No matter how good your diet and training plan is, certain muscle groups are easy or hard to train (or achieve muscle fatigue), and that’s why they typically build more or less muscle mass over time.
In this article, we will go through the sixteen easiest and hardest muscles to build in our body. And we’ll get the proper strategy and workouts to hit those hard-to-grow muscle groups for better gains.
The muscle groups are ranked from easiest to hardest based on the following criteria:
- Progressive overload. We can consistently add more weight, reps, or other variables to keep driving progress. Or the muscles are capable of being progressively overloaded.
- Contraction potential. How efficiently and effectively we can apply tension to the target muscle.
- Convenience/easy to access. Most gyms should have the exercise equipment to train a particular muscle group, and people can do it without a very complex setup.
- Personal favorite. Typically I and most trainers like training that muscle group.
The muscle groups that meet a maximum of these points will be the easiest, and the least will be the hardest.
Sounds good? Let’s check out the easiest and heardest muscle groups to build.
8 Easiest Muscles to Build: Ranked
Here’re the eight muscle groups that are easy to train and build.
One of the easiest muscles to tear is the trapezius. This muscle starts at the base of our neck, goes across our shoulders, and ends in the middle of our back.
We can divide it into upper, middle, and lower traps.
This muscle helps us in various ways, including moving our head, neck, arms, shoulders, and torso, and help stabilizes our spine and improves posture. Well-build traps enhance our upper body appearance.
Why it’s easy to build:
Whether we’re doing heavy deadlifts or pulling something, this muscle is engaged most of the time, causing higher training frequency, making traps easy-to-grow muscle.
A bigger upper trap gives us an aesthetic look to our upper body and helps us look bigger; that’s why many people tend to hit that muscle several times per week.
When we do intensive upper back workouts, the middle and lower traps are engaged, which is also responsible for better growth.
Also, from a training perspective, most trap exercises are simple and easy, giving us a mental push not to skip the trap workout.
Here’re the best trapezius exercises:
- Farmer’s walk
- Barbell shrugs
- Face pull press
- The “Y” raise
- Prone reverse fly
Related: 9 Best Exercises for Bigger Traps
2. Rectus Femoris
The rectus femoris is part of the quadriceps group, covering the front and sides of our thighs. Its primary function is knee extension and also assists with hip flexion. It’s one of the easiest muscles to grow. Let’s know the reason.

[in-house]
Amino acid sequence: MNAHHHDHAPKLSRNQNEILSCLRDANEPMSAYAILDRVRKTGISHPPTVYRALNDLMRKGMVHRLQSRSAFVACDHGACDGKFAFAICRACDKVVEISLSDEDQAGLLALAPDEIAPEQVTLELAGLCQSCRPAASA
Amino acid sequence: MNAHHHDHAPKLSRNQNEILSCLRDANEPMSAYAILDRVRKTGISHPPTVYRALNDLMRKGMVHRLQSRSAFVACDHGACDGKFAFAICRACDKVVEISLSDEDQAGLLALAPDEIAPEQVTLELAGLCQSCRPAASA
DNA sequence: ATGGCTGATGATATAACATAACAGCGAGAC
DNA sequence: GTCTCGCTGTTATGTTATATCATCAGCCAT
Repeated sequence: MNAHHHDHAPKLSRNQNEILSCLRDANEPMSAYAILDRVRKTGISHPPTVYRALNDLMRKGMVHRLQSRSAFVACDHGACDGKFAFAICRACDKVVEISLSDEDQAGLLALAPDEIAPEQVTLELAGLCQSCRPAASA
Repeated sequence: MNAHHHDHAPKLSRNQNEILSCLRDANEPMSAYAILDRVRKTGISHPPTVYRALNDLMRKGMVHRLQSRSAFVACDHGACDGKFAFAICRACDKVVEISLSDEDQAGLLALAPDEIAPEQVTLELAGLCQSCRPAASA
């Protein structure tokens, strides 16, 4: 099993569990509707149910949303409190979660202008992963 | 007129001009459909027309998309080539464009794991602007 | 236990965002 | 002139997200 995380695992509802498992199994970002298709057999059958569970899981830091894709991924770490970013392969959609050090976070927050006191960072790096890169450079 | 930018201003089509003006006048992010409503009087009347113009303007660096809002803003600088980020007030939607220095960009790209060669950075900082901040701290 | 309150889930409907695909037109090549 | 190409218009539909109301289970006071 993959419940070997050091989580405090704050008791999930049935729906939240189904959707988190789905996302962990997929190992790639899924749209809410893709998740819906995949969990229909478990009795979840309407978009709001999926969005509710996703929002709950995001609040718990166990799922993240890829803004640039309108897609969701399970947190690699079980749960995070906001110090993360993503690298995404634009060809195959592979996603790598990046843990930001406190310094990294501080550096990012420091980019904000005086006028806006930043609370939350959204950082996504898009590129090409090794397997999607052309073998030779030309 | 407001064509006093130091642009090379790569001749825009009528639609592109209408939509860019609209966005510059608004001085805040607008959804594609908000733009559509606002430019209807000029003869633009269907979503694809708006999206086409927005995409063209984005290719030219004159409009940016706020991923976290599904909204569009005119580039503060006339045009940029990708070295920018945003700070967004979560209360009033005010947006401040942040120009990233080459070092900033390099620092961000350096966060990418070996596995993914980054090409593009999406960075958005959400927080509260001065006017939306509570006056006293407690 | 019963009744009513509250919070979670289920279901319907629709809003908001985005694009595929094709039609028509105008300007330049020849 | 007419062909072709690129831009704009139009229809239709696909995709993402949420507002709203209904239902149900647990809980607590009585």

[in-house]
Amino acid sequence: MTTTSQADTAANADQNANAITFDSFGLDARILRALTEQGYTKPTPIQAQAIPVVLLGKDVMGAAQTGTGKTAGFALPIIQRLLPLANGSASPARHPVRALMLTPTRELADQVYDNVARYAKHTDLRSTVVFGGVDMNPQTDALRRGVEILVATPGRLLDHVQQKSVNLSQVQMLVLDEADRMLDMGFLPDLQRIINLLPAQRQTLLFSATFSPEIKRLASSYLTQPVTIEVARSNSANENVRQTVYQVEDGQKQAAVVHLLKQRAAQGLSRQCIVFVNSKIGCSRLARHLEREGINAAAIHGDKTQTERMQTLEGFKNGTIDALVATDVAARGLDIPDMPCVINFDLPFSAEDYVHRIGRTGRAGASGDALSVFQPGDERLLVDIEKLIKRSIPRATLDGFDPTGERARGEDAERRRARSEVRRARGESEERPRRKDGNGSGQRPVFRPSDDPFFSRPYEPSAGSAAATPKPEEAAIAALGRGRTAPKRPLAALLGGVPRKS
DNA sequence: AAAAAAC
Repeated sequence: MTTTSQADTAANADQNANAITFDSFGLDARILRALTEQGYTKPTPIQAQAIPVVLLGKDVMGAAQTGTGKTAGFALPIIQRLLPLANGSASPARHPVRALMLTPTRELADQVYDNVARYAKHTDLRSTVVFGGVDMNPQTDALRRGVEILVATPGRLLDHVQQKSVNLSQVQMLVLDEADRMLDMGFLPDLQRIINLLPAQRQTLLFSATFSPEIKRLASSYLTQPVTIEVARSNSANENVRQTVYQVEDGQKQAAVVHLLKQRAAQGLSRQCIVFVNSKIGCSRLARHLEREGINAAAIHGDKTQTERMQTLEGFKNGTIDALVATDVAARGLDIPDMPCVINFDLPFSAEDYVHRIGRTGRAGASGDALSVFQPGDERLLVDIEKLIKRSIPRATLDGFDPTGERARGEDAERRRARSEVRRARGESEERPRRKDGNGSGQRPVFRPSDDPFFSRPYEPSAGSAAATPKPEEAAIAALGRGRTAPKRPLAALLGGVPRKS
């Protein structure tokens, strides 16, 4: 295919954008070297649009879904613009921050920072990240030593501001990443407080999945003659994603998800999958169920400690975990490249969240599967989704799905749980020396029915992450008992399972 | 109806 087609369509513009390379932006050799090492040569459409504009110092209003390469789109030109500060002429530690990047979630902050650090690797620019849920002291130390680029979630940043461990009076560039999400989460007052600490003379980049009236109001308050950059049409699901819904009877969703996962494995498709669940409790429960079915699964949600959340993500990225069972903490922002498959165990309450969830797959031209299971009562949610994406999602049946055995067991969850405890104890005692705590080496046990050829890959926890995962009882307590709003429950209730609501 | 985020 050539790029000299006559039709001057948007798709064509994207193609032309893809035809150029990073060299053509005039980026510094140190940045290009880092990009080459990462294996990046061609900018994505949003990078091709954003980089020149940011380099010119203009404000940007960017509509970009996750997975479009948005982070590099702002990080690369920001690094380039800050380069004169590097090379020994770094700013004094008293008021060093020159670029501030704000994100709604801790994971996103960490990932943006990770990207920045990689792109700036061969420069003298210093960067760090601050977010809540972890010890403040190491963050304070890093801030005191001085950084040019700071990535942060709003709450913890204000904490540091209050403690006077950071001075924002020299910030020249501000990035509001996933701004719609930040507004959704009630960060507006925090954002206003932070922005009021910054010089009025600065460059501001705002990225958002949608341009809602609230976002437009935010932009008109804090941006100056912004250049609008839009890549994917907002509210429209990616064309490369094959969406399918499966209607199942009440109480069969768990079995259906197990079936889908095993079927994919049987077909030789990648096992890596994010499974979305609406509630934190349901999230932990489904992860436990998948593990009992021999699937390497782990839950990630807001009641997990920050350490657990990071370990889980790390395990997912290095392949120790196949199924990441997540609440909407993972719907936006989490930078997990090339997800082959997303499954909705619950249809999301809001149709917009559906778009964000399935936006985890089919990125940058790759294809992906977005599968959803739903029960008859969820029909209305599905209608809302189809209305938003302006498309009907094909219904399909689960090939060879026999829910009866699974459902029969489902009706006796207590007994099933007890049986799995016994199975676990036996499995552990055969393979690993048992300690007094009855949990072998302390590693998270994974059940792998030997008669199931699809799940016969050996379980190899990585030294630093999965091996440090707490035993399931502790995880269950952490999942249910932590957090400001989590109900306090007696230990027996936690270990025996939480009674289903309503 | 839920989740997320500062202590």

Why it’s easy to build:
Whether we’re living a sedentary lifestyle or exercising regularly, the rectus femoris is involved in almost every movement when we try to move our body from one place to another — waking, running, etc.
This muscle is primarily engaged in most lower body exercises and assists in the upper body standing movements.
Whether we’re trying to hit the quadriceps muscle in the gym or with bodyweight movements, we can efficiently perform an extensive list of very effective exercises, making quads easy to grow.
Here’re the best quadriceps exercises:
- Leg extension
- Seated leg press
- Bulgarian split squat
3. Latissimus Dorsi
Latissimus dorsi (lats) is an easy-to-build muscle. It is a large V-shaped muscle group connecting our arms to the vertebral column.
They cover a significant part of our lower back and help protect and stabilize our spine while controlling the heavy movement of the shoulder and arm for good posture.
Why it’s easy to build:
The latissimus dorsi is often engaged in our everyday activities. These include swimming, opening a heavy door, pulling ropes, or picking up bags which develop decent lats even in a non-workout guy.
As males, we want a wider upper body, and the lat is the primary muscle responsible for that. So, we tend to hit that muscle with many different movements more than once weekly.
Also, lats have a wide range of exercises that we can easily perform to provide the maximum contraction on that muscle.
Here’re the best lats exercises:
- Lat pulldown
- Straight-arm pulldown
- Dumbbell pullover
- Dumbbell gorilla row
- Single-arm dumbbell row
Related: The Best Dumbbell Exercises for Back
4. Gluteus Maximus
The gluteus maximus is the hip’s most significant muscle, which appears on each side of the hip. This muscle is typically used for extension, external rotation, abduction, and adduction of the thighs. And due to the extensive involvement, it’s one of the easiest body parts to build muscle.